Today in History: 19 June 1964

After an 83-day filibuster in the Senate, the Civil Rights Act of 1964 passed the Senate on June 19th of that year. The act outlawed discrimination based on race, color, religion, sex, or country of origin, and forbade prejudicial application of voter registration requirements. In his book When Freedom Would Triumph, Robert Mann quotes President Lyndon B. Johnson on his memory of the passage of that historic act: “I knew . . . that to the extent Negroes were free, really free, so was I. And so was my country.”

When Freedom Would Triumph recalls the most significant and inspiring legislative battle of the twentieth century–the two decades of struggle in the halls of Congress that resulted in civil rights for the descendants of American slaves. Robert Mann’s comprehensive analysis shows how political leaders in Washington–Lyndon Johnson, Hubert Humphrey, John F. Kennedy, and others–transformed the ardent passion for freedom–the protests, marches, and creative nonviolence of the civil rights movement–into concrete progress for justice. A story of heroism and cowardice, statesmanship and political calculation, vision and blindness, When Freedom Would Triumph, an abridged and updated version of Mann’s The Walls of Jericho: Lyndon Johnson, Hubert Humphrey, Richard Russell, and the Struggle for Civil Rights, is a captivating, thought-provoking reminder of the need for more effective government.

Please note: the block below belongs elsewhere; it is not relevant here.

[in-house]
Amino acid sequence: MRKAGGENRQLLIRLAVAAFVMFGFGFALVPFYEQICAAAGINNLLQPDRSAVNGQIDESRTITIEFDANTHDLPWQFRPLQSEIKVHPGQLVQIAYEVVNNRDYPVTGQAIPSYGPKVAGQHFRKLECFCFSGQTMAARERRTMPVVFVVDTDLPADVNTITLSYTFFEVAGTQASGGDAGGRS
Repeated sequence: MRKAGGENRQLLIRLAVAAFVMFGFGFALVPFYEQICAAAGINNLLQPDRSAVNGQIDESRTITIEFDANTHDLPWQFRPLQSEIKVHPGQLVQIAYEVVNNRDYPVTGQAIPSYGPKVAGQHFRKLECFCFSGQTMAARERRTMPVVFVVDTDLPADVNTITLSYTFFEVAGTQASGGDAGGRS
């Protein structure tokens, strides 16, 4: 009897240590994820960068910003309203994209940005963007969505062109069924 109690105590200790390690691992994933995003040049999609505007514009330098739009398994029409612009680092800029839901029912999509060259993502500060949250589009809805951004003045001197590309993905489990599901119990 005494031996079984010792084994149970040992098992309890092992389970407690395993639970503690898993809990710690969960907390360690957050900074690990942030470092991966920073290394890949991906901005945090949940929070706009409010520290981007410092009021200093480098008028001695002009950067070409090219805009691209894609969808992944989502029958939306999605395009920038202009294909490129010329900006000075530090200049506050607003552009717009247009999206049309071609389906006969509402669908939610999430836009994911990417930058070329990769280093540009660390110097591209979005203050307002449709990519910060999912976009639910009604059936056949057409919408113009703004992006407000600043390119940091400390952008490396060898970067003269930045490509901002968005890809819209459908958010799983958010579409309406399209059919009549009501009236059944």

Robert Mann is the author of Daisy Petals and Mushroom Clouds: LBJ, Barry Goldwater, and the Ad That Changed American Politics; When Freedom Would Triumph: The Civil Rights Struggle in Congress, 1954–1968; and many other books. He is also a political columnist for the New Orleans Times-Picayune.

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